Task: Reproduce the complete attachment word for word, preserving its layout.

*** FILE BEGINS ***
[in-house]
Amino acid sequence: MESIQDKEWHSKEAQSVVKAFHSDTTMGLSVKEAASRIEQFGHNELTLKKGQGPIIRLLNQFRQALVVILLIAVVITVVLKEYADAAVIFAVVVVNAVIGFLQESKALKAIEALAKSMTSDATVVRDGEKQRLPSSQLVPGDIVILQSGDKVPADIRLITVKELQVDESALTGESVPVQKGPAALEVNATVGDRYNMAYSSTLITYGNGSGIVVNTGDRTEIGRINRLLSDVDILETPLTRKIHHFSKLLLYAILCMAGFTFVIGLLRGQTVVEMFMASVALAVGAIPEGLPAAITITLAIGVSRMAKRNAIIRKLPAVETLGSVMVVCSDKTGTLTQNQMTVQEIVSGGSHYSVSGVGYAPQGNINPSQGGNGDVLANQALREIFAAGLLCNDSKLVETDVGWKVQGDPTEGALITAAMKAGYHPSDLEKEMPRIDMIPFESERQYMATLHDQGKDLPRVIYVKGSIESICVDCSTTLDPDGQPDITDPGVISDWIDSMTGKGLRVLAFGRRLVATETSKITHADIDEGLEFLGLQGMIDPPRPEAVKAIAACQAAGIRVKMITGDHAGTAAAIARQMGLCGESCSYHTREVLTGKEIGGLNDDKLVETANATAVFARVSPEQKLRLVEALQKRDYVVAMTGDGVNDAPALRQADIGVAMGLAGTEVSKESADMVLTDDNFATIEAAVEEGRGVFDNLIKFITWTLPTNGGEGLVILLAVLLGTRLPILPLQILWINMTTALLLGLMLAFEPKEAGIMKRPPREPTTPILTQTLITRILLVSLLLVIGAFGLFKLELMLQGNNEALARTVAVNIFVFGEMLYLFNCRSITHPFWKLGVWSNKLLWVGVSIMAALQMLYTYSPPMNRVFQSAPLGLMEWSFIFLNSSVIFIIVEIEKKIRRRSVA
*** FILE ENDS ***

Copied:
[in-house]
Amino acid sequence: MESIQDKEWHSKEAQSVVKAFHSDTTMGLSVKEAASRIEQFGHNELTLKKGQGPIIRLLNQFRQALVVILLIAVVITVVLKEYADAAVIFAVVVVNAVIGFLQESKALKAIEALAKSMTSDATVVRDGEKQRLPSSQLVPGDIVILQSGDKVPADIRLITVKELQVDESALTGESVPVQKGPAALEVNATVGDRYNMAYSSTLITYGNGSGIVVNTGDRTEIGRINRLLSDVDILETPLTRKIHHFSKLLLYAILCMAGFTFVIGLLRGQTVVEMFMASVALAVGAIPEGLPAAITITLAIGVSRMAKRNAIIRKLPAVETLGSVMVVCSDKTGTLTQNQMTVQEIVSGGSHYSVSGVGYAPQGNINPSQGGNGDVLANQALREIFAAGLLCNDSKLVETDVGWKVQGDPTEGALITAAMKAGYHPSDLEKEMPRIDMIPFESERQYMATLHDQGKDLPRVIYVKGSIESICVDCSTTLDPDGQPDITDPGVISDWIDSMTGKGLRVLAFGRRLVATETSKITHADIDEGLEFLGLQGMIDPPRPEAVKAIAACQAAGIRVKMITGDHAGTAAAIARQMGLCGESCSYHTREVLTGKEIGGLNDDKLVETANATAVFARVSPEQKLRLVEALQKRDYVVAMTGDGVNDAPALRQADIGVAMGLAGTEVSKESADMVLTDDNFATIEAAVEEGRGVFDNLIKFITWTLPTNGGEGLVILLAVLLGTRLPILPLQILWINMTTALLLGLMLAFEPKEAGIMKRPPREPTTPILTQTLITRILLVSLLLVIGAFGLFKLELMLQGNNEALARTVAVNIFVFGEMLYLFNCRSITHPFWKLGVWSNKLLWVGVSIMAALQMLYTYSPPMNRVFQSAPLGLMEWSFIFLNSSVIFIIVEIEKKIRRRSVA